4 January 2019
Rhéal LeBlanc, United Nations Information Service in Geneva, chaired the briefing, which was attended by the spokespersons for the United Nations Refugee Agency, the Office of the United Nations High Commissioner for Human Rights, the World Food Programme and the World Health Organization.
DRC refugees arriving in the Republic of the Congo
Andrej Mahecic, for the United Nations Refugee Agency (UNHCR), made the following statement:
“UNHCR, the UN Refugee Agency, is supporting local authorities in the Republic of the Congo to provide humanitarian assistance to some 16,000 recently arrived refugees from the Democratic Republic of the Congo (DRC).
People are fleeing deadly clashes that erupted at the end of December 2018 between two communities in Yumbi, Mai-Ndombe Province, western DRC. An old rivalry between Banunus and Batende communities led to fresh inter-communal clashes. The reignited dispute is reported to have killed dozens, with around 150 injured arriving in Congo-Brazzaville.
This is the largest influx of refugees from the DRC in Congo-Brazzaville in almost in a decade, since some 130,000 people were forced to seek shelter due to ethnic clashes in DRC’s former Equator Province in 2009.
Refugees, mostly women and children of the Banunu tribe, continue to arrive in Makotipoko and Bouemba districts in the Republic of Congo where the Congolese authorities and UN agencies, including UNHCR, are providing medical treatment, food and non-food items.
Those fleeing DRC talk of attacks that left homes burned and people killed. Some feared an escalation in the conflict.
In DRC, a recent humanitarian assessment mission to Yumbi found more than 450 houses destroyed following the clashes and found people in dire need of basic assistance including food, health services and shelter.
Inside Congo-Brazzaville, refugees are settled in the remote localities of Makotipoko, Bouemba, Mopongo and Mpouya in the Department of Plateaux, among local communities.
Authorities in the Republic of the Congo formally requested the assistance of UNHCR and other humanitarian organizations. We are coordinating relief efforts to support the government in assisting refugees.”
Replying to questions from journalists, Mr. Mahecic said that there was no link between the violence and the recent presidential election, although the long-standing rivalry between the two groups did have an impact on economic and political life in the area. Given that the Republic of the Congo was already host to 60,000 refugees, the new influx was significant and required a substantial response. The Agency’s focus was on providing assistance to the refugees in remote parts of the country that were difficult to reach and where there was very little access to clean water and medical care. Food distribution had begun on 1 January and would expand to other locations.
Safe water for Rohingya refugees
Andrej Mahecic, for the United Nations Refugee Agency (UNHCR), gave the following statement:
“The first five solar-powered safe water systems - put in operation by UNHCR, the UN Refugee Agency, in Cox’s Bazar refugee settlements over the past six months - are now delivering at their full capacity. These new systems improve the daily supply of safe, clean drinking water to Rohingya refugees living in crowded sites in southeast Bangladesh.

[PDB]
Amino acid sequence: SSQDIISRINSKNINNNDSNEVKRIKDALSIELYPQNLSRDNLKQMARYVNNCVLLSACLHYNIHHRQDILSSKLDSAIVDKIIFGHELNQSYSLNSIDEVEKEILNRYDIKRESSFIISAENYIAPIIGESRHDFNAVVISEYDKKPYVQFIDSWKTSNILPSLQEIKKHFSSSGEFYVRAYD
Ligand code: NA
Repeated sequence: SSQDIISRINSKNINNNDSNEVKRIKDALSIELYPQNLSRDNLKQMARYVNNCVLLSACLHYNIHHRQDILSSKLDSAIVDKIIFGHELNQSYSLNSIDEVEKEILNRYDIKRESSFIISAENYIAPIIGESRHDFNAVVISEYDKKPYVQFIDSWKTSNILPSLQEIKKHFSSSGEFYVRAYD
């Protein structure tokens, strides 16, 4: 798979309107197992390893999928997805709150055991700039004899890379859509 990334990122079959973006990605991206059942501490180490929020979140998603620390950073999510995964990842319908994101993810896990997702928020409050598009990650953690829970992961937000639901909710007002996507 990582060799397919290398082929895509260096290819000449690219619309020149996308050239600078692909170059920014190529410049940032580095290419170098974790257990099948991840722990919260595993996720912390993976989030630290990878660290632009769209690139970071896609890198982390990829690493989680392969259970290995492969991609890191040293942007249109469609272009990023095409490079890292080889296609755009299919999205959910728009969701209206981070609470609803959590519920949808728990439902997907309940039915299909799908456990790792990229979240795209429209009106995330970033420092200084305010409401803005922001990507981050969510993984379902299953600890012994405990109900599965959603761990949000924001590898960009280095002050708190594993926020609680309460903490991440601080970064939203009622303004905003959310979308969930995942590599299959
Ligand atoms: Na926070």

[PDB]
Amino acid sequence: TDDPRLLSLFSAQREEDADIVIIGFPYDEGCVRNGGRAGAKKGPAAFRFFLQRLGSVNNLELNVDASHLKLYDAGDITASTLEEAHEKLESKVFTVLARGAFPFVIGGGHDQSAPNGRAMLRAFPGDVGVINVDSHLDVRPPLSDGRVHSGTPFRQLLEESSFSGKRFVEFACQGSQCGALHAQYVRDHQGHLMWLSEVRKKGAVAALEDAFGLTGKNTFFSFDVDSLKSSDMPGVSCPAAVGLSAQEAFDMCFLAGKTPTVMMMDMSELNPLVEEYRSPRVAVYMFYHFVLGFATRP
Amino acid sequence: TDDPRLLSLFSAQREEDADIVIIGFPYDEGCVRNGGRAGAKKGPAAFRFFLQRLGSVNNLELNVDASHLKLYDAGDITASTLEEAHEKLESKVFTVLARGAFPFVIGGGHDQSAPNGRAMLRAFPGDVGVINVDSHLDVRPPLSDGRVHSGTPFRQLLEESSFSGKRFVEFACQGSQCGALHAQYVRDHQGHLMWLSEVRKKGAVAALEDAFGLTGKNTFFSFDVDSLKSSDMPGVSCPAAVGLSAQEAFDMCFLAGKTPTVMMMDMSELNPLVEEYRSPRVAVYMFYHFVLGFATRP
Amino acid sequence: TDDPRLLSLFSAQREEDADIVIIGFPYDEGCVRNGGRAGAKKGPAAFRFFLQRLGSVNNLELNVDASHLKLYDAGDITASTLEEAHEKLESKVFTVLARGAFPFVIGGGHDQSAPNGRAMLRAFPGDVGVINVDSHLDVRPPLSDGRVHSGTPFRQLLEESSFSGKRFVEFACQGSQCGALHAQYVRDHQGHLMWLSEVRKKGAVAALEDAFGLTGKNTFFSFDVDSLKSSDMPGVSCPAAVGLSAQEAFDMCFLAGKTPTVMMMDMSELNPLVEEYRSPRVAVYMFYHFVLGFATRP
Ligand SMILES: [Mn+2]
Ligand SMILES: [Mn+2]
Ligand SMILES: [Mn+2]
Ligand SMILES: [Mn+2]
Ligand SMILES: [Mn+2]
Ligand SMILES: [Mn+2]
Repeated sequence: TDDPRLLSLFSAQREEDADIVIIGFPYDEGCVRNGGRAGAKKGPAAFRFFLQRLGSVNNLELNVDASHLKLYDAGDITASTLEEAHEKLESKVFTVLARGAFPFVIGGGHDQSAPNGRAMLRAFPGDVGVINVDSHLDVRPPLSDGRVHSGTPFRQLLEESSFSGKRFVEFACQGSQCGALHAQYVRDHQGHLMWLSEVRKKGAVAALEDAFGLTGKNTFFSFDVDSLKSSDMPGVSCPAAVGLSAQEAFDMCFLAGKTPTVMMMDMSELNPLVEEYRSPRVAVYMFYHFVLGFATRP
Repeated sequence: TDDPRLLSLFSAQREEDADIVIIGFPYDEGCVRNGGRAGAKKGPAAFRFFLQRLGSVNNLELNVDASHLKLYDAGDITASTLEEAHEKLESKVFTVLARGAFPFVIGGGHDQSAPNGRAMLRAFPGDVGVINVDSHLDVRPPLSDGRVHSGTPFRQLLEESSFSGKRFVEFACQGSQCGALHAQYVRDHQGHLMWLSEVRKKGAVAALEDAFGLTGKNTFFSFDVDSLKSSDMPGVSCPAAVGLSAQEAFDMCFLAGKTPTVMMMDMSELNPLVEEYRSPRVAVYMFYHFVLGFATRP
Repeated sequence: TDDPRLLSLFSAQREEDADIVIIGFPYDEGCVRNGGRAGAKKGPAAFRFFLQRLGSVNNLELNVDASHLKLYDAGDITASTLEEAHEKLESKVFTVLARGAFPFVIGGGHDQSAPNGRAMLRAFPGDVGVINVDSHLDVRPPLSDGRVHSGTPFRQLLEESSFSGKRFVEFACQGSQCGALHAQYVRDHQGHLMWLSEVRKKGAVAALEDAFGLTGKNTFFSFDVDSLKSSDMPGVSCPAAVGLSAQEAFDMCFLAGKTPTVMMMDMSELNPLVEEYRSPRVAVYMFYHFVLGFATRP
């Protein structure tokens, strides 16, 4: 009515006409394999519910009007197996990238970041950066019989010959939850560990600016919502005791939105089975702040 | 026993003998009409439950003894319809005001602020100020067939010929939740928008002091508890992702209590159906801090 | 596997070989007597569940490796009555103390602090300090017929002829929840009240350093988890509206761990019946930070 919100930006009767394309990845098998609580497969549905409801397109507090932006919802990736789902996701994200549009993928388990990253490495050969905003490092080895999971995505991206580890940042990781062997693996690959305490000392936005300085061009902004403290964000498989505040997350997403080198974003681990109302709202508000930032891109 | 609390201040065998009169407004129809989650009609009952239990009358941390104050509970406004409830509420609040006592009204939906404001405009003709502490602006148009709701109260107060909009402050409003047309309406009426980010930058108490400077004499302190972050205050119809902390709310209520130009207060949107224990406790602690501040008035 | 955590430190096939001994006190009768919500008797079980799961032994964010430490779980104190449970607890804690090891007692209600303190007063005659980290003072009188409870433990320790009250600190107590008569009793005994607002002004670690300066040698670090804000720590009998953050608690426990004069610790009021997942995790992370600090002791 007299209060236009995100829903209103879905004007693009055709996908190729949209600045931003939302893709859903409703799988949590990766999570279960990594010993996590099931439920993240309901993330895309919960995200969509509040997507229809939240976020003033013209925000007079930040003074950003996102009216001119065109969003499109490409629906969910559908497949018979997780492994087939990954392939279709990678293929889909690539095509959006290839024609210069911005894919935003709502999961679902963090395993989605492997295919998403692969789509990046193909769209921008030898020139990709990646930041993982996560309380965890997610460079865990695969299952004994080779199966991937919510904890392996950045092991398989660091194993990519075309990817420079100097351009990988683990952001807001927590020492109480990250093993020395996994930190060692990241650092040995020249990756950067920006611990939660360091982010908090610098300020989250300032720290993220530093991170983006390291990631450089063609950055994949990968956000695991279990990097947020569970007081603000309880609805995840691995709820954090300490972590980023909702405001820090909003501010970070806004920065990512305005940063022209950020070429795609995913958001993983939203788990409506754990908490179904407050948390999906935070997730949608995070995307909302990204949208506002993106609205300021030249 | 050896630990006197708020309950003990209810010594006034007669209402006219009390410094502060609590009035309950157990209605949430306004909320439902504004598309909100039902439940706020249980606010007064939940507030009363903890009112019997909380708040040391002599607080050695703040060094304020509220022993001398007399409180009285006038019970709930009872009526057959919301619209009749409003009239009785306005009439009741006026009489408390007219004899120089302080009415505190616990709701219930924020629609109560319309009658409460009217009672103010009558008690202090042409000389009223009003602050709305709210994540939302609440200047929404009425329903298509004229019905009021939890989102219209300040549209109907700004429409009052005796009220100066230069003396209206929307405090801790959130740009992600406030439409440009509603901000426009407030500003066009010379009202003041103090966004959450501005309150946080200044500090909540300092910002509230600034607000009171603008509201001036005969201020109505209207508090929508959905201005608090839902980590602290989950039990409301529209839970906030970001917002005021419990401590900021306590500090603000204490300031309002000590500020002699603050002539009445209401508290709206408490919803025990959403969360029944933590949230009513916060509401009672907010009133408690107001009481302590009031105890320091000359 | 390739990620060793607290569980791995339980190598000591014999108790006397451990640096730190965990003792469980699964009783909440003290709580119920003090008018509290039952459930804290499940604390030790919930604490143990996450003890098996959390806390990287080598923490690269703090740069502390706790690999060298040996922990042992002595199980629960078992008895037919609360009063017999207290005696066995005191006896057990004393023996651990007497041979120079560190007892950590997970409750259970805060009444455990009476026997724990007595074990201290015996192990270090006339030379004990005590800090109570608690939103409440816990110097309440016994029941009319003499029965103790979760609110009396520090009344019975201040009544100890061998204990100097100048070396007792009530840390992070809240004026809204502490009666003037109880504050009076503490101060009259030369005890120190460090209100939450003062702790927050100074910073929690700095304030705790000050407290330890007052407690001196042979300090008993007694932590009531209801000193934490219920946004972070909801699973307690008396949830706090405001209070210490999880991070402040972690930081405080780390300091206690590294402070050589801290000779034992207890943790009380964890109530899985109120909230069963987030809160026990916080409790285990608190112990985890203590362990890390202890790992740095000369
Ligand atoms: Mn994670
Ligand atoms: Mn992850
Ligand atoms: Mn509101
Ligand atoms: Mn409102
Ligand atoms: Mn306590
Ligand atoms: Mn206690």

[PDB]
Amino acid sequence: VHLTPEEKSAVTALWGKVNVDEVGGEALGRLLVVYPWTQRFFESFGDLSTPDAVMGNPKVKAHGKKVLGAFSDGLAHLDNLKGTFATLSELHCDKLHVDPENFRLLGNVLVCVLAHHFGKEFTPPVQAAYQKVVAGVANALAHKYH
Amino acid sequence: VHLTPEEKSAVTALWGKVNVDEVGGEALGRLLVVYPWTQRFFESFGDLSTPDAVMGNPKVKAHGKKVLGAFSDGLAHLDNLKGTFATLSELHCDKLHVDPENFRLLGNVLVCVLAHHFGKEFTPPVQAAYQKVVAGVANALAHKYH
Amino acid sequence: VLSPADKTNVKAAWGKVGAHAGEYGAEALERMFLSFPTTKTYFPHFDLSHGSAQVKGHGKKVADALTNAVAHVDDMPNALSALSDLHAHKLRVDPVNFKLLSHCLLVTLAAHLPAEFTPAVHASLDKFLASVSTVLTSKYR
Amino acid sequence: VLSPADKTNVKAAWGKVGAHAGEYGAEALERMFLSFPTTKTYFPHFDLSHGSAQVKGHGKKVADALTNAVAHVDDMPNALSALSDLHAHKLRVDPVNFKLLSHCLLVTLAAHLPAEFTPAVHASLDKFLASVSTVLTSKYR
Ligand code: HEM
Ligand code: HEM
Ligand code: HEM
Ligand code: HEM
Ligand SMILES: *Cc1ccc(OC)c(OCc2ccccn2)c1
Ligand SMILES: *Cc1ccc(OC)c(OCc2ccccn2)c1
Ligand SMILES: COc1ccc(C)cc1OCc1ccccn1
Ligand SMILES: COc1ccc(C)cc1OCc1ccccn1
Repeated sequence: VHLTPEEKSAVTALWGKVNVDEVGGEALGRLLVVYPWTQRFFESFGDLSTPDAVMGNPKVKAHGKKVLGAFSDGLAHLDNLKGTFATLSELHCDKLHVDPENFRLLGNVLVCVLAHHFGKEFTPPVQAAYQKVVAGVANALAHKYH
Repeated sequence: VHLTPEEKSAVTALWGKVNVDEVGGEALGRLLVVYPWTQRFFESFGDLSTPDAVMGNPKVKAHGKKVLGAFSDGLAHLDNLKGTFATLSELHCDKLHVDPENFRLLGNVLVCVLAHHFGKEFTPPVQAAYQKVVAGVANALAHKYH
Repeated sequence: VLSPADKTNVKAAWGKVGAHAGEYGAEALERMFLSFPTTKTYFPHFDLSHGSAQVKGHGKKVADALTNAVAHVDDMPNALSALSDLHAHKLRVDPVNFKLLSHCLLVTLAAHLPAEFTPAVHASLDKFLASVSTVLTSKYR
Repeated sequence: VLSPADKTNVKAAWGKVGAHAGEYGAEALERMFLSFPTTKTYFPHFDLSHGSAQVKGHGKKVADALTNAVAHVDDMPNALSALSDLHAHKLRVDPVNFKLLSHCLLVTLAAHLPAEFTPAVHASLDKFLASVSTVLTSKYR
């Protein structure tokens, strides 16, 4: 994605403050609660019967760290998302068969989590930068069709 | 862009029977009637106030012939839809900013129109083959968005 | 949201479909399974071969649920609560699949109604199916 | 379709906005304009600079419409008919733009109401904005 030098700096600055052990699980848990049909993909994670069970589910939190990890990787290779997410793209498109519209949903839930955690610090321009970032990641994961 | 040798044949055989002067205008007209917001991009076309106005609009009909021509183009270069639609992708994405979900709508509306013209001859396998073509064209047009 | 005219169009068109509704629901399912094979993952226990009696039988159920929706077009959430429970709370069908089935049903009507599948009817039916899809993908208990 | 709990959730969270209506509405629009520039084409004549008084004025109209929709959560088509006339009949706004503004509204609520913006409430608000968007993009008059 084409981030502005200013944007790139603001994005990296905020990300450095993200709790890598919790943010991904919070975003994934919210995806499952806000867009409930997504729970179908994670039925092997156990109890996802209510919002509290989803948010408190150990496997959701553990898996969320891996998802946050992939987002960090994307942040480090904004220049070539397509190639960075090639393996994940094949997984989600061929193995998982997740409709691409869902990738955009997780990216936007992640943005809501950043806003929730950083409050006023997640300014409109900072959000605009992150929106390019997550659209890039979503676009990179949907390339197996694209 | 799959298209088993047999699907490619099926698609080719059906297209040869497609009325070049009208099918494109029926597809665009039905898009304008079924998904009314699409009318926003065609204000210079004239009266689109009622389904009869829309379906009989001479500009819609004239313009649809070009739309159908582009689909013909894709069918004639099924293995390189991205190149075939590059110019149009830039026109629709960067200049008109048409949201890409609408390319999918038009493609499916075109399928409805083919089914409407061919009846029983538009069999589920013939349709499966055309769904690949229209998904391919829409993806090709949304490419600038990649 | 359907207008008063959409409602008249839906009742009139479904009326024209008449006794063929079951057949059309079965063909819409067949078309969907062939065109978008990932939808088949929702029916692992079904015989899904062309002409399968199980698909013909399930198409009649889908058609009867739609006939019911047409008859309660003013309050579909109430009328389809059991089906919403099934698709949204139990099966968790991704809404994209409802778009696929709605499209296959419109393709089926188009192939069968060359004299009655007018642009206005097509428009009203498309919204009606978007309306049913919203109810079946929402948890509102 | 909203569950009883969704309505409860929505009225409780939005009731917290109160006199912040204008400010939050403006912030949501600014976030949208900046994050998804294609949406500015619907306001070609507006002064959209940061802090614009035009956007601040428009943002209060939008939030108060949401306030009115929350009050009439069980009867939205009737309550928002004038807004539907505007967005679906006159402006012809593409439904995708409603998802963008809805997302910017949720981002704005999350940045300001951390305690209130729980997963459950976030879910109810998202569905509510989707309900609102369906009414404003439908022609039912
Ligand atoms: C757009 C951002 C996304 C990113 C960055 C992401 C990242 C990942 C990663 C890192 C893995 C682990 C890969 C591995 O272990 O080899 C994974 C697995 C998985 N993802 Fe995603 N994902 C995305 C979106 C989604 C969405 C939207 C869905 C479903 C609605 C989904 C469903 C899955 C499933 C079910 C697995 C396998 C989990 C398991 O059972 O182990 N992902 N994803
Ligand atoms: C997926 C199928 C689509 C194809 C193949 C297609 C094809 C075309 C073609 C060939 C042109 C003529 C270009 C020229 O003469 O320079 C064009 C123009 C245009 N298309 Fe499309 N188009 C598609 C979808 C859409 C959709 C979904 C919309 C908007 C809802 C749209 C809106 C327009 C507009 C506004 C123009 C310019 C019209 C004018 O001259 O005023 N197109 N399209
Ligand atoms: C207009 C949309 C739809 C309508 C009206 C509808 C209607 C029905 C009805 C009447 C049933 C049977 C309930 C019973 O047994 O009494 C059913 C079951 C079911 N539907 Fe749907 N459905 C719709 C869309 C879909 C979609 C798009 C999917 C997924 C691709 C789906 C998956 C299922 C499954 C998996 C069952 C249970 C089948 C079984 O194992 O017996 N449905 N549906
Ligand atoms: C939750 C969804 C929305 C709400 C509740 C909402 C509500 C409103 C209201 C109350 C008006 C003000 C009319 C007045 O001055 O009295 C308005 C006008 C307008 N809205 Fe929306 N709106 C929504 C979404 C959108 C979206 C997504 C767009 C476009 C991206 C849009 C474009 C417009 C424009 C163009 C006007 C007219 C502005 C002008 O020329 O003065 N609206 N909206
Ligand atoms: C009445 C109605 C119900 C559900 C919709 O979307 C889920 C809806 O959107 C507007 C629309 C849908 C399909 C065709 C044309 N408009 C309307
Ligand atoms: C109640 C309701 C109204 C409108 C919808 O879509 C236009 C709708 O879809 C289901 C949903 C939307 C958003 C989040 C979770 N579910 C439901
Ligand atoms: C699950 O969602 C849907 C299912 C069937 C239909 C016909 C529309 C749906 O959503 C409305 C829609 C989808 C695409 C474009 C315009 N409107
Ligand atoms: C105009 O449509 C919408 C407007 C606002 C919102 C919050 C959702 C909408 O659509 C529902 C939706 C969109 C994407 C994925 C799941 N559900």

The project, funded by UNHCR, is part of a broader shift in the humanitarian response towards the expanded use of green and non-polluting technologies.
The new safe water systems run entirely on electricity generated through solar panels. Motorised pumps draw water from newly-installed 70,000 litre chlorinated tanks. The water is then piped to collective taps strategically installed throughout the Kutupalong-Balukhali site. UNHCR’s aim is to provide 20 litres of safe and clean water to every single refugee on a daily basis.
More than 900,000 Rohingya refugees live across 36 different locations in Cox’s Bazar area. Water is scarce in most locations. During the dry season, for example, the only solution in the Nayapara site is to truck water, which is very costly. It has been challenging to secure adequate water sources for the whole refugee population – most of whom fled to Bangladesh in late 2017. This is why UNHCR and partners have stepped up their efforts throughout 2018 to address the massive water and sanitation needs.
Using solar energy has allowed the humanitarian community to reduce energy costs and emissions. Chlorination is a life-saver in refugee sites of this scale. Recent tests revealed that most contamination to drinking water occurs during collection, transport and storage at the household level.
Chlorinated water is safe for drinking and eliminates risks of spread of diseases. Previous water sources, mainly boreholes fitted with hand pumps were often highly contaminated by waste water penetrating the wells.
The five new water networks - jointly completed by UNHCR, MSF, OXFAM and BRAC – are providing safe water to over 40,000 refugees at present. A further 55,000 refugees will benefit as UNHCR and its partner agencies are hoping to install nine more solar-powered water networks across Kutapalong refugee camp in the coming year, at a cost of USD 10 million.